This must be frowned upon and rejected for all it is worth. Yes Mr. Charles Taylor would have little tears shed for him upon his exit for reasons best known to himself but NO; making deals with the marijuana inspired LURD and MODEL guttersnipes intimidating the ordinary people of Liberia is not the way forward. If for nothing at all, one is inclined to believe that these rebel groups took a cue from what had transpired in Abidjan and also staked their claim for after all what was good for the goose must certainly be good for the gander. One shudders to think what would happen if the Dodowa forest becomes a haven for riff-raffs to train and start their march towards Accra, never mind that at the time of writing this article, reports have started filtering in about a foiled coup attempt by operatives of the immediate past Ghanaian regime.
We cannot have it both ways. As Pervez Musharaff has stated, "there is no single formula for democracy" although there are basic tenets and norms that must be adhered to by all practitioners irrespective of place or origin. We must hasten to draw the line that rebel insurgencies shall not be tolerated henceforth. It is the opinion of this writer that by refusing to recognize them, we would be nipping in the bud the determination to choose a short cut to power: insurgencies that lead up to negotiations with the elected government are another form of coup d'etats. They constitute theft of the peoples mandate by force of arms or exacted through intimidation and threats. Surely the sub-region deserves better than that.
We cannot overemphasize the role of intelligence in the drive to avert possible outbreaks of conflict in the region. These range from institutionalized entities, operatives and the ordinary people. For the ordinary people to provide the state or for that matter the government with tip offs, there must be good governance. Providing monetary inducement would not be sustainable because as Kofi Quantson has argued in his "Chapters From the Intelligence Sector", there are those who for wont of making a 'quick buck' would frame many an innocent person upon all sorts of spurious allegations. With good governance however, it is likely that the entirety of the populace would consider the maintenance of peace and the prevention of conflict as the responsibility of each and every individual, for it is only in such a peaceful atmosphere that there can really be "Development in Freedom".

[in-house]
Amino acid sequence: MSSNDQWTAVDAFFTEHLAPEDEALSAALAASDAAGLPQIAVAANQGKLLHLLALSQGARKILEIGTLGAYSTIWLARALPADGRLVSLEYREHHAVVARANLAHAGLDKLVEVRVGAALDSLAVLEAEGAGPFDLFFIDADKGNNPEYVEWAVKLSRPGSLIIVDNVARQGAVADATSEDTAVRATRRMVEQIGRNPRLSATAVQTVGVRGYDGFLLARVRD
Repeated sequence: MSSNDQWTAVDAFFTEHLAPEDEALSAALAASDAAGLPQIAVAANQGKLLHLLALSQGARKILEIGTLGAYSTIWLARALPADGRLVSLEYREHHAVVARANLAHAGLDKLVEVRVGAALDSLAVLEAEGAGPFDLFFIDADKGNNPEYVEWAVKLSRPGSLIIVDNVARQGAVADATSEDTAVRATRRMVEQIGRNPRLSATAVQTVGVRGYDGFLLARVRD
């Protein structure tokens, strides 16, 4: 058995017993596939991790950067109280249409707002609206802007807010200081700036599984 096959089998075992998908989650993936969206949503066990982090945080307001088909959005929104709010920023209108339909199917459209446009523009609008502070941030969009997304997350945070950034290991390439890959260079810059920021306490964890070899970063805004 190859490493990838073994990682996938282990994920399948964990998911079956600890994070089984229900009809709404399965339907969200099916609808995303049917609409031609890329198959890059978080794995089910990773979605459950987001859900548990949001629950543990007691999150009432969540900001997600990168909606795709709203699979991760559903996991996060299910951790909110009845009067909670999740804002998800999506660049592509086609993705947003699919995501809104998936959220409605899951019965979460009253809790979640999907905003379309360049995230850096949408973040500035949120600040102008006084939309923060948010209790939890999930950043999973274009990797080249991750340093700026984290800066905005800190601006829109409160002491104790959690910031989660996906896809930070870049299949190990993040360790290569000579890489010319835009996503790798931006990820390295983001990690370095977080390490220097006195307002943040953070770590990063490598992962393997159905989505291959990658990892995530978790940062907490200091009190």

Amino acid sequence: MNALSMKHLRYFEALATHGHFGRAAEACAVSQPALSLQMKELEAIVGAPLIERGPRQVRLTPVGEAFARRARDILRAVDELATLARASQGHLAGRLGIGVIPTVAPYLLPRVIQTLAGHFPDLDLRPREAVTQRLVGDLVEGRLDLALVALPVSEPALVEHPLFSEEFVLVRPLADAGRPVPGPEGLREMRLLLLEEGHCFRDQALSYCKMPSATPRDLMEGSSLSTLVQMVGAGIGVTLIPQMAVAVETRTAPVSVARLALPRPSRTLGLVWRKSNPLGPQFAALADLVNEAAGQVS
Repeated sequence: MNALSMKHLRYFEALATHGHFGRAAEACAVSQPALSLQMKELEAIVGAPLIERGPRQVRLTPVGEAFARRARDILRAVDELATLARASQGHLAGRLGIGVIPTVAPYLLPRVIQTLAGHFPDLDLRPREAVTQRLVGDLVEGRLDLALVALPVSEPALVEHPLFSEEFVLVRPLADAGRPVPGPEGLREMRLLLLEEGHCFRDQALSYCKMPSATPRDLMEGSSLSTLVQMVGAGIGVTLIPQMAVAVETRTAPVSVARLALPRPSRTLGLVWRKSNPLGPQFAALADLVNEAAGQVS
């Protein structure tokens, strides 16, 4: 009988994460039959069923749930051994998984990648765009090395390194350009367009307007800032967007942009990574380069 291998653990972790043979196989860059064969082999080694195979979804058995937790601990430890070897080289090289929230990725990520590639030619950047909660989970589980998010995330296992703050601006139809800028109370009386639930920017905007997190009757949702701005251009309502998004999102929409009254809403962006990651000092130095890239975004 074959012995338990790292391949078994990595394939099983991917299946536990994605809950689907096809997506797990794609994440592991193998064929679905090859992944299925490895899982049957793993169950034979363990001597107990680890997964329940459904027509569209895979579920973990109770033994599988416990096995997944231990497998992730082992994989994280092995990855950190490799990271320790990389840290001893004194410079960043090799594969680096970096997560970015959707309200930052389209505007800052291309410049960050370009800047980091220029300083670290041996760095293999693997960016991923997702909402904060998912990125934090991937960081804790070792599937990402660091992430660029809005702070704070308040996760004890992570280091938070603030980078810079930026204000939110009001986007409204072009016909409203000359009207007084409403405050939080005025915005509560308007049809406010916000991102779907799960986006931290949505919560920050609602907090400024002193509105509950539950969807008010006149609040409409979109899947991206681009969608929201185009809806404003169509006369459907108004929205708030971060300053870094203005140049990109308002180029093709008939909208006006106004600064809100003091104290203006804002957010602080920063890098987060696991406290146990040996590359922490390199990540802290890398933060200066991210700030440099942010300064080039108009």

One must also add that the proliferation of arms and ammunition has fueled the rising spate of insurgencies in the region. The sort of firepower being displayed by people who would be better of learning how to write computer programmes or engaging in some form of manufacturing baffles and boggles the mind for how can we keep screaming ourselves hoarse about poverty reduction, poverty alleviation, lack of capital and all the other redundant excuses being flaunted about when in the midst of that same poverty, very expensive arms are being brandished about by insurgents, sometimes to the awe of the national armed forces? Who funds these rebels? Why are they funded? At what cost are they being funded? How reliable would they be after shooting their way to power? What would be their effect on the development of nascent democracy in the sub-region? What example are they setting for the ever increasing but despairing youth?
One cannot overlook the intricacies of the present situation and jump to conclusions about disengagement with the current protagonists. Nevertheless, it must be the case that West African leaders would finally have the courage to say "The Buck Stops in Monrovia". This pathetic tendency of leaders settling personal scores against other fellow leaders in the sub-region by sponsoring and supporting wee-energized rebels would have to stop now. If for nothing at all, "some people" have shown how national interest can override and indeed change international law. Today, preemption has become the norm and it would be interesting for anybody to think that had he not been under sanctions Charles Taylor would not have violated the territorial integrity of Guinea to flush out his present day tormentors using the oft repeated phrase of "terrorists and those who harbour them". Ghana has once again been a pacesetter in choosing the right way out that benefits her neighbours as well. Th! e challenge facing the region is of course how to replicate Ghana's experience across the territorial confines of morbidly opposed sovereign neighbours. For this challenge to be thoroughly addressed, we must first declare categorically that there would be no compromise with rebel groups-ever again. The buck must categorically stop in Monrovia! Calus Von Brazi Ghana Cyber Group Washington DC Views expressed by the author(s) do not necessarily reflect those of GhanaHomePage.